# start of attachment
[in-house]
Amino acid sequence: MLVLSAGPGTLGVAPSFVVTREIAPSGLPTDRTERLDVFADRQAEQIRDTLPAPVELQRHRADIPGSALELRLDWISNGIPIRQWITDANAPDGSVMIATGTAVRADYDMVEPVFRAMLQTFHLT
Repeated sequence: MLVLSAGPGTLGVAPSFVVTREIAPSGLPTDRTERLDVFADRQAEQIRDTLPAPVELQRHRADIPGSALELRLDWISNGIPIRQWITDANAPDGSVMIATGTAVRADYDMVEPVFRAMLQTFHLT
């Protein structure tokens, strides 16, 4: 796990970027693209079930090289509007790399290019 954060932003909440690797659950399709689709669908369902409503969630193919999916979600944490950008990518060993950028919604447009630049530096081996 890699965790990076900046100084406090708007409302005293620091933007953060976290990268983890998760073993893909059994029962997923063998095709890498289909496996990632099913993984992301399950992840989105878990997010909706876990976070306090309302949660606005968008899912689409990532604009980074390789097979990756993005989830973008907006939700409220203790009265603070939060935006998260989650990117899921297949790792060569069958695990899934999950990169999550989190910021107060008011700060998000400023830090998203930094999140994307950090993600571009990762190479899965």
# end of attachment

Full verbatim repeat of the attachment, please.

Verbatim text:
[in-house]
Amino acid sequence: MLVLSAGPGTLGVAPSFVVTREIAPSGLPTDRTERLDVFADRQAEQIRDTLPAPVELQRHRADIPGSALELRLDWISNGIPIRQWITDANAPDGSVMIATGTAVRADYDMVEPVFRAMLQTFHLT
Repeated sequence: MLVLSAGPGTLGVAPSFVVTREIAPSGLPTDRTERLDVFADRQAEQIRDTLPAPVELQRHRADIPGSALELRLDWISNGIPIRQWITDANAPDGSVMIATGTAVRADYDMVEPVFRAMLQTFHLT
């Protein structure tokens, strides 16, 4: 796990970027693209079930090289509007790399290019 954060932003909440690797659950399709689709669908369902409503969630193919999916979600944490950008990518060993950028919604447009630049530096081996 890699965790990076900046100084406090708007409302005293620091933007953060976290990268983890998760073993893909059994029962997923063998095709890498289909496996990632099913993984992301399950992840989105878990997010909706876990976070306090309302949660606005968008899912689409990532604009980074390789097979990756993005989830973008907006939700409220203790009265603070939060935006998260989650990117899921297949790792060569069958695990899934999950990169999550989190910021107060008011700060998000400023830090998203930094999140994307950090993600571009990762190479899965």